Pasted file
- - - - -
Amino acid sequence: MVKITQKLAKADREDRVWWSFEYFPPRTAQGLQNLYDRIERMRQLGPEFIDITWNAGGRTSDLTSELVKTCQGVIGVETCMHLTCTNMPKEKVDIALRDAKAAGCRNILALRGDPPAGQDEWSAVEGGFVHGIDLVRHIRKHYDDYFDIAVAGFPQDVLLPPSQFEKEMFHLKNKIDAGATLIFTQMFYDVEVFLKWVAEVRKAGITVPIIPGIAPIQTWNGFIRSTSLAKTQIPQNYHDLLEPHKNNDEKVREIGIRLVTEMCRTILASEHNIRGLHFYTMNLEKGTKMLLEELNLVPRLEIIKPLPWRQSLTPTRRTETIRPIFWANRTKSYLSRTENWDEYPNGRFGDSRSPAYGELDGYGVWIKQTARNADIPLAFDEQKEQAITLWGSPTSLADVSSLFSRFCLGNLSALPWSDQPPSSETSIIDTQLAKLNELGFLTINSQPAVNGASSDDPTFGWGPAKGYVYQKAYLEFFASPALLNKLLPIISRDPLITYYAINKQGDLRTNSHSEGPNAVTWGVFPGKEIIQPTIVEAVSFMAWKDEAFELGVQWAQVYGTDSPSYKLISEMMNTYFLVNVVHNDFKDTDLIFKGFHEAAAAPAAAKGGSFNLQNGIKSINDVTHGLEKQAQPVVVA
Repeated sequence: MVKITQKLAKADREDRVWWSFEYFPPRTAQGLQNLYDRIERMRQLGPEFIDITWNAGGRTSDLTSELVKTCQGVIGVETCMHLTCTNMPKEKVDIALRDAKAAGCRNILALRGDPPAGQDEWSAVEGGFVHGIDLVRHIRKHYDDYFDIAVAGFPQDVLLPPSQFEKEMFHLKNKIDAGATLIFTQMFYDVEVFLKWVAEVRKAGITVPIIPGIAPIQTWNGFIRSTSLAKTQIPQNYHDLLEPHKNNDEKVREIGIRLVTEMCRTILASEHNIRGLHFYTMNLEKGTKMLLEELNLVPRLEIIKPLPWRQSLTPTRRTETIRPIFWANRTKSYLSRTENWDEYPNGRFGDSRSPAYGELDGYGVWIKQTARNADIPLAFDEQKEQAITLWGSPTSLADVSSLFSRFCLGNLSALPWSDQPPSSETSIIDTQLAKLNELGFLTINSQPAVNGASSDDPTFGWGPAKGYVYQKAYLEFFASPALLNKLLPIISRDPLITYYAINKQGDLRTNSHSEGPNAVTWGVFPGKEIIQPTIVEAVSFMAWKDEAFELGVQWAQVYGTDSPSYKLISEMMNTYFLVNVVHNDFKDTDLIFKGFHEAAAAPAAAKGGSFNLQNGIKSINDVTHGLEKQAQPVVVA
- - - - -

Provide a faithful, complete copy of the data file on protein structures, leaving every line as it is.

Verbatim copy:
Amino acid sequence: MVKITQKLAKADREDRVWWSFEYFPPRTAQGLQNLYDRIERMRQLGPEFIDITWNAGGRTSDLTSELVKTCQGVIGVETCMHLTCTNMPKEKVDIALRDAKAAGCRNILALRGDPPAGQDEWSAVEGGFVHGIDLVRHIRKHYDDYFDIAVAGFPQDVLLPPSQFEKEMFHLKNKIDAGATLIFTQMFYDVEVFLKWVAEVRKAGITVPIIPGIAPIQTWNGFIRSTSLAKTQIPQNYHDLLEPHKNNDEKVREIGIRLVTEMCRTILASEHNIRGLHFYTMNLEKGTKMLLEELNLVPRLEIIKPLPWRQSLTPTRRTETIRPIFWANRTKSYLSRTENWDEYPNGRFGDSRSPAYGELDGYGVWIKQTARNADIPLAFDEQKEQAITLWGSPTSLADVSSLFSRFCLGNLSALPWSDQPPSSETSIIDTQLAKLNELGFLTINSQPAVNGASSDDPTFGWGPAKGYVYQKAYLEFFASPALLNKLLPIISRDPLITYYAINKQGDLRTNSHSEGPNAVTWGVFPGKEIIQPTIVEAVSFMAWKDEAFELGVQWAQVYGTDSPSYKLISEMMNTYFLVNVVHNDFKDTDLIFKGFHEAAAAPAAAKGGSFNLQNGIKSINDVTHGLEKQAQPVVVA
Repeated sequence: MVKITQKLAKADREDRVWWSFEYFPPRTAQGLQNLYDRIERMRQLGPEFIDITWNAGGRTSDLTSELVKTCQGVIGVETCMHLTCTNMPKEKVDIALRDAKAAGCRNILALRGDPPAGQDEWSAVEGGFVHGIDLVRHIRKHYDDYFDIAVAGFPQDVLLPPSQFEKEMFHLKNKIDAGATLIFTQMFYDVEVFLKWVAEVRKAGITVPIIPGIAPIQTWNGFIRSTSLAKTQIPQNYHDLLEPHKNNDEKVREIGIRLVTEMCRTILASEHNIRGLHFYTMNLEKGTKMLLEELNLVPRLEIIKPLPWRQSLTPTRRTETIRPIFWANRTKSYLSRTENWDEYPNGRFGDSRSPAYGELDGYGVWIKQTARNADIPLAFDEQKEQAITLWGSPTSLADVSSLFSRFCLGNLSALPWSDQPPSSETSIIDTQLAKLNELGFLTINSQPAVNGASSDDPTFGWGPAKGYVYQKAYLEFFASPALLNKLLPIISRDPLITYYAINKQGDLRTNSHSEGPNAVTWGVFPGKEIIQPTIVEAVSFMAWKDEAFELGVQWAQVYGTDSPSYKLISEMMNTYFLVNVVHNDFKDTDLIFKGFHEAAAAPAAAKGGSFNLQNGIKSINDVTHGLEKQAQPVVVA